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Winter Storm May Provide Relief at the Gas Pump

Monday, 11 Feb 2013 | 11:10 AM ET
Customers line up to fill up fuel tanks at the Stop and Shop gas station in Boston, Massachusetts, U.S., on Friday, Feb. 8, 2013.
Kelvin Ma | Bloomberg | Getty Images
Customers line up to fill up fuel tanks at the Stop and Shop gas station in Boston, Massachusetts, U.S., on Friday, Feb. 8, 2013.

Gasoline prices have surged nearly 30 cents in the past month, but a slide in the oil futures market may provide some temporary relief at the pump.

The national average for regular gasoline—already at the highest level on record for February—reached nearly $3.59 a gallon on Monday, a nearly 7-cent climb in a week. According to AAA, that's up from from $3.31 a gallon a month ago. But pump prices could pause over the next few days, based on the pullback in the futures market, analysts say.

After reaching 2013 milestones last week, energy futures traded lower at the New York Mercantile Exchange Monday with gasoline leading the decline.

March Brent crude futures slid 1 percent, but remained above $117.50 a barrel. March WTI oil futures were only fractionally lower, trading above $95 a barrel. Meanwhile March RBOB gasoline futures fell almost 1.5 percent to a low of $3 a gallon on Monday, a nearly 7 cent slide from last Thursday's high. Gasoline futures are still up about 8 percent so far this year.

Money Managers Pouring Money Into Gas Futures
CNBC's Sharon Epperson says signs point to high fuel prices this summer, even though demand was cut by last weekend's snowfall.

"It's nothing but a little of a correction. We've just seen gasoline prices go straight up," says NYMEX floor trader Anthony Grisanti, a contributor to CNBC Futures Now. "And with that storm and people snowed in, I think you'll see a little less driving, less demand." (Watch: Are Oil and Gas Companies Ripe for Activist Interference in 2013?)

Gasoline had led energy futures higher on Friday as traders bid up prices while drivers stocked up on fuel ahead of a major blizzard in the Northeast. But as some analysts warned, the reality is the snow storm actually limited fuel consumption this weekend as much of New England was buried in several feet of snow. The governor of Connecticut ordered all roads closed in the state for nearly a day and public transportation was temporarily suspended in parts of Massachusetts, Rhode Island, New Jersey and New York. Many roads are still blocked.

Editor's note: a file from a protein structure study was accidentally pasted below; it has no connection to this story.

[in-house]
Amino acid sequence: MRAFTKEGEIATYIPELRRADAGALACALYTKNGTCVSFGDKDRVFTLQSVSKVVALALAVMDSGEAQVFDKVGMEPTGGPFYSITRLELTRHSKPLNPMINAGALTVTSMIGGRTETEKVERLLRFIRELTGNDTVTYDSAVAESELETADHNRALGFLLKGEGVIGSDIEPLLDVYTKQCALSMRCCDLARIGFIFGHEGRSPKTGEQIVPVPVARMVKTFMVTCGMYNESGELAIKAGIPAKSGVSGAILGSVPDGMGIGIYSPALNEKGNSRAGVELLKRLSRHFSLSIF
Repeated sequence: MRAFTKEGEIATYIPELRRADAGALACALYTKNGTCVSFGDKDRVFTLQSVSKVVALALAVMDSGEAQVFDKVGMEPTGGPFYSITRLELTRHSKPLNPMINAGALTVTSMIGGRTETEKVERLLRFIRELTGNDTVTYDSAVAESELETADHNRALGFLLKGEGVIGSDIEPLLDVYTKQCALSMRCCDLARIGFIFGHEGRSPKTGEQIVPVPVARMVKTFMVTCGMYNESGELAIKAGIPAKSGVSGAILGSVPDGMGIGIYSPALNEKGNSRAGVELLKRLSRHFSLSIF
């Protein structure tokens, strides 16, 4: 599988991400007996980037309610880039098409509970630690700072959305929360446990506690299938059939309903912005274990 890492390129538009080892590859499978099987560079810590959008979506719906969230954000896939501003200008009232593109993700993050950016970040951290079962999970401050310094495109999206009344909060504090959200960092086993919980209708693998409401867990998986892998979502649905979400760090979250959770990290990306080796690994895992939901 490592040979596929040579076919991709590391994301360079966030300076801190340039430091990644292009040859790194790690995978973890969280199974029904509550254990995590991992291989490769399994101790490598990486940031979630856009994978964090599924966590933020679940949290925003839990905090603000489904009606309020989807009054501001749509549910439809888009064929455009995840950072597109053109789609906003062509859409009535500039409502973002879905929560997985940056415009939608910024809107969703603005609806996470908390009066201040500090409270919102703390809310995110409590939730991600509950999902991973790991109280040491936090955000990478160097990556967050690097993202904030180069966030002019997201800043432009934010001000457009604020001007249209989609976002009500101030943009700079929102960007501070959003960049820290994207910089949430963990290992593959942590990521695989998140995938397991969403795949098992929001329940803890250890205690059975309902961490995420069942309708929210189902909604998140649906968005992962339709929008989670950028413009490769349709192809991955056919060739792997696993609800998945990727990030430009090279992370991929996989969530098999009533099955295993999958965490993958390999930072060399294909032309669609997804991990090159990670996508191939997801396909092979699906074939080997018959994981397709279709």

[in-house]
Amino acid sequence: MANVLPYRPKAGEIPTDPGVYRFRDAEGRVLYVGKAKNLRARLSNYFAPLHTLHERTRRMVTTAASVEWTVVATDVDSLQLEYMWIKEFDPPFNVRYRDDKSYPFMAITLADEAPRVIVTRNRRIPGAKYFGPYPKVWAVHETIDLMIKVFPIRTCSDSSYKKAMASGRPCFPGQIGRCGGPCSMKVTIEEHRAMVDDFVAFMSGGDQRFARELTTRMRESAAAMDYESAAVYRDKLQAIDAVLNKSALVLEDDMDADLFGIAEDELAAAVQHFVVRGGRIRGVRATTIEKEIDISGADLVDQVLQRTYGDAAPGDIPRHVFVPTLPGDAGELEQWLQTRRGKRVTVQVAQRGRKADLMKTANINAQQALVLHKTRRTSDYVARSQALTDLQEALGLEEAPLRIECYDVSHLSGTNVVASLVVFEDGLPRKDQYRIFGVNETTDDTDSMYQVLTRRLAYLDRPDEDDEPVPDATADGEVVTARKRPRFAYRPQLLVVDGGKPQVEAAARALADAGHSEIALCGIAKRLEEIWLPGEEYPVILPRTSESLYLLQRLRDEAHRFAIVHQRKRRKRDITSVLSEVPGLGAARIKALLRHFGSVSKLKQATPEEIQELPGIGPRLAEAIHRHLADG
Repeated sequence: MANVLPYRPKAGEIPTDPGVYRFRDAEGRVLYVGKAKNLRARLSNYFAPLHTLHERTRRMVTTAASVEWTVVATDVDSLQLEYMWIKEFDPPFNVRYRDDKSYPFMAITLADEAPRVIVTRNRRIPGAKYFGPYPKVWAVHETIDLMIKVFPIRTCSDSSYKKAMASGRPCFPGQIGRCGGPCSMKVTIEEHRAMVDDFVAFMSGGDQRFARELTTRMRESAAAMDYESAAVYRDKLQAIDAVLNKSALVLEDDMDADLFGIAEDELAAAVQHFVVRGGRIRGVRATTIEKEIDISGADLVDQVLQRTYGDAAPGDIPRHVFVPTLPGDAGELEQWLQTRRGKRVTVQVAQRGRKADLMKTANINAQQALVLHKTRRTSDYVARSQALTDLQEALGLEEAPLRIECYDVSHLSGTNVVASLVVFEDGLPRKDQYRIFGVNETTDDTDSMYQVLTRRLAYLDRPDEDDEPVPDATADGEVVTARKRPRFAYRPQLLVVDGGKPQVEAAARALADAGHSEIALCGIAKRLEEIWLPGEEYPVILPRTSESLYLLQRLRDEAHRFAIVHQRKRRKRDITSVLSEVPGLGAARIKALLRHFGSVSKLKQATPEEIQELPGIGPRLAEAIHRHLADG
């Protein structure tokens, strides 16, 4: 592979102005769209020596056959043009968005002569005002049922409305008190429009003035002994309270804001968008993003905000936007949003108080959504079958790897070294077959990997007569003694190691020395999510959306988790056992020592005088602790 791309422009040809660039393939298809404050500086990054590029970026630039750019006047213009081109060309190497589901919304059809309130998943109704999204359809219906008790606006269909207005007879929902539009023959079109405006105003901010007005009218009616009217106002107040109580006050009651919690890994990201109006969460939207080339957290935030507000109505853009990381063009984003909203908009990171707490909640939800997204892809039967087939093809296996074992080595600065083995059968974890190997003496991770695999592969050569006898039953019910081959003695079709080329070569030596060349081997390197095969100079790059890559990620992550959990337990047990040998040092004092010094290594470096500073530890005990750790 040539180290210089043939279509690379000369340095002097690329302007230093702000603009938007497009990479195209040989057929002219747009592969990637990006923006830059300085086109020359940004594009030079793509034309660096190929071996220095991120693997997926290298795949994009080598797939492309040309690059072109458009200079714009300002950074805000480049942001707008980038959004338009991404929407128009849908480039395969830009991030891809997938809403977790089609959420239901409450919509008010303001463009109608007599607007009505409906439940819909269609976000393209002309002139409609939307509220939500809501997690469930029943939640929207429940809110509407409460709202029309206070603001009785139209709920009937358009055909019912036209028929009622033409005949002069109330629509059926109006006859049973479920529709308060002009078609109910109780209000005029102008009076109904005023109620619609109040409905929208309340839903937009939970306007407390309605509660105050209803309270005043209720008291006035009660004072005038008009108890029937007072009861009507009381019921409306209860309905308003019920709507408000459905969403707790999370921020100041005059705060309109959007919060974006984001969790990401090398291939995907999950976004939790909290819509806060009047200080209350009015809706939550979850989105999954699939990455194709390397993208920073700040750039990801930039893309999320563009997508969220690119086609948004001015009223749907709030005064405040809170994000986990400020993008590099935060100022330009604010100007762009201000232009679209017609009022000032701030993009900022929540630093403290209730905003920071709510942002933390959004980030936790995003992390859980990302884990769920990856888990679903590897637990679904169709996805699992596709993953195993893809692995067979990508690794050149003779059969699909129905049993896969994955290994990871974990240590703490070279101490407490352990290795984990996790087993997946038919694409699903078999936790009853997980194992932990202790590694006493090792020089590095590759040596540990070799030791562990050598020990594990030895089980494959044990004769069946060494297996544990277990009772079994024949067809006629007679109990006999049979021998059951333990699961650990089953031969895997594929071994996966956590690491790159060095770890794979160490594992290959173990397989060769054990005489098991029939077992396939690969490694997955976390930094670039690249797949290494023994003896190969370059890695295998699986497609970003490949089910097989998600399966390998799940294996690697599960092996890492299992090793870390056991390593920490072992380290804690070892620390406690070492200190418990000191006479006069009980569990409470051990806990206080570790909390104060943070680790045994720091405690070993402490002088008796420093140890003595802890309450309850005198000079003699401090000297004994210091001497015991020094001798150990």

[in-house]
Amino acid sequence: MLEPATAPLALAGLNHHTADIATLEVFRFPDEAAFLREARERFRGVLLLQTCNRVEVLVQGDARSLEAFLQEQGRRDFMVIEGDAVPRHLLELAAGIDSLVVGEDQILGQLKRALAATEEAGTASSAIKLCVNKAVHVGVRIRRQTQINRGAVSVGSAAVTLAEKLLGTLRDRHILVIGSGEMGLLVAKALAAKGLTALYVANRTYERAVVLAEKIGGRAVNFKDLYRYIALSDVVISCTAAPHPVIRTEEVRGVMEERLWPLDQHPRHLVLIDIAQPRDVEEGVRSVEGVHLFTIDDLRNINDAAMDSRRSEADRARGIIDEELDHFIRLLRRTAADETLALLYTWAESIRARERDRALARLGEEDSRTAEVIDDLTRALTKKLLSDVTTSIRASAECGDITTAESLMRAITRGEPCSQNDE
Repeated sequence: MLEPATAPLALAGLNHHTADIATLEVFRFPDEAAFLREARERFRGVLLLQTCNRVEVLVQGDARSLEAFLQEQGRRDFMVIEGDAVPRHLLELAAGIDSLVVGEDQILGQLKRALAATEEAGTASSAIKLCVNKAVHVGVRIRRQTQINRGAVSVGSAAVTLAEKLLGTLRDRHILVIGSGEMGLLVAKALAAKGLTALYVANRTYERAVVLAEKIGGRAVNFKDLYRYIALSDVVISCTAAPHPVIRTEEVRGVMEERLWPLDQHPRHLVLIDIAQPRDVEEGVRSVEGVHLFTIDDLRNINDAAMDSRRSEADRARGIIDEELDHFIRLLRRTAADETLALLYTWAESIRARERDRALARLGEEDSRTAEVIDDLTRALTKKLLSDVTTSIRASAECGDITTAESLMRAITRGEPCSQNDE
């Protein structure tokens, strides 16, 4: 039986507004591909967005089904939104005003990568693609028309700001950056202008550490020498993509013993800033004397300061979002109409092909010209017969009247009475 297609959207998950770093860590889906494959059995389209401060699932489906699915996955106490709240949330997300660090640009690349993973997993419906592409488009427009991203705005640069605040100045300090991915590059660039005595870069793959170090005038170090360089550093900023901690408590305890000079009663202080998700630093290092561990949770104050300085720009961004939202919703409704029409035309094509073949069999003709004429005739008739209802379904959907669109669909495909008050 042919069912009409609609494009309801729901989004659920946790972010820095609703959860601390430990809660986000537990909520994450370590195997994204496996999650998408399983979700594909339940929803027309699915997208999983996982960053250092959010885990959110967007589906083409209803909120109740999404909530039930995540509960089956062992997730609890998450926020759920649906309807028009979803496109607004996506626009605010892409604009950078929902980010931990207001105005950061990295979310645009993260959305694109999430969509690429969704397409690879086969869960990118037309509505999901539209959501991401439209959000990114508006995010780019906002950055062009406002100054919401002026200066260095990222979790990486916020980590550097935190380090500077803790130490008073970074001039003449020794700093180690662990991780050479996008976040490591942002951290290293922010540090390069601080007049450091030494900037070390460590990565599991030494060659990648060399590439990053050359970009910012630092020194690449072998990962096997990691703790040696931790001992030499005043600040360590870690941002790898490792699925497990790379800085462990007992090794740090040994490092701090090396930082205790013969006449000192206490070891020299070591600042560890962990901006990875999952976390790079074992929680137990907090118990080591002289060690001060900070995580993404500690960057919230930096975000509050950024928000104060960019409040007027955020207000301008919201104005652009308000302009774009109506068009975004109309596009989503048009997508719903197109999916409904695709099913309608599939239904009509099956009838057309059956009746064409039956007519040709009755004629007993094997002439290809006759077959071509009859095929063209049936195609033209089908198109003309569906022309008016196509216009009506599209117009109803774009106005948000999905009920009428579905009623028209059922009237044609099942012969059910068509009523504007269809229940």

But the price pullback may be very short-lived, as money managers continue to pour money into the gasoline futures market.

"There's about $12 to $12.5 billion dollars of more money from financial funds that is betting on higher price outcome for gasoline," estimates OPIS analyst Tom Kloza. "Hedge funds and commodity funds have embraced gasoline very, very early this year." (Read More: Oil Bulls Remain in Charge for Now)

Money managers have consistently raised their bullish bets on gasoline nearly every week this year. The latest report from the Commodity Futures Trading Commission's Commitment of Traders Report showed money manages raised their net-long positions—bets that prices will rise—for NYMEX RBOB gasoline futures and options to the highest level since April 2012, the second-highest level on record.

"In effect, money managers are positioned for driving season to begin right now," says Citi Futures strategist Timothy Evans.

The summer driving season is usually when gasoline prices reach their highest levels of the year. Perhaps the near record level of bullish bets in the gasoline market is a "red flag" that prices have peaked, Kloza says, as buyers are all in and there may not be more buyers in the next month or so.

But it could also be another signal that gasoline prices are simply starting their seasonal climb a bit earlier—and could rise even higher—this year.


—By CNBC's Sharon Epperson; Follow her on Twitter: @sharon_epperson

Disclaimer

Featured

  • Patti Domm

    Patti Domm is CNBC Executive Editor, News, responsible for news coverage of the markets and economy.

  • A CNBC reporter since 1990, Bob Pisani covers Wall Street from the floor of the New York Stock Exchange.

  • Sharon Epperson is CNBC's senior commodities and personal finance correspondent.

  • JeeYeon Park is a writer for CNBC.com. Follow her on Twitter: @JeeYeonParkCNBC

  • Rick Santelli joined CNBC Business News as an on-air editor in 1999, reporting live from the floor of the Chicago Board of Trade.

  • Senior Producer at CNBC's Breaking News Desk.

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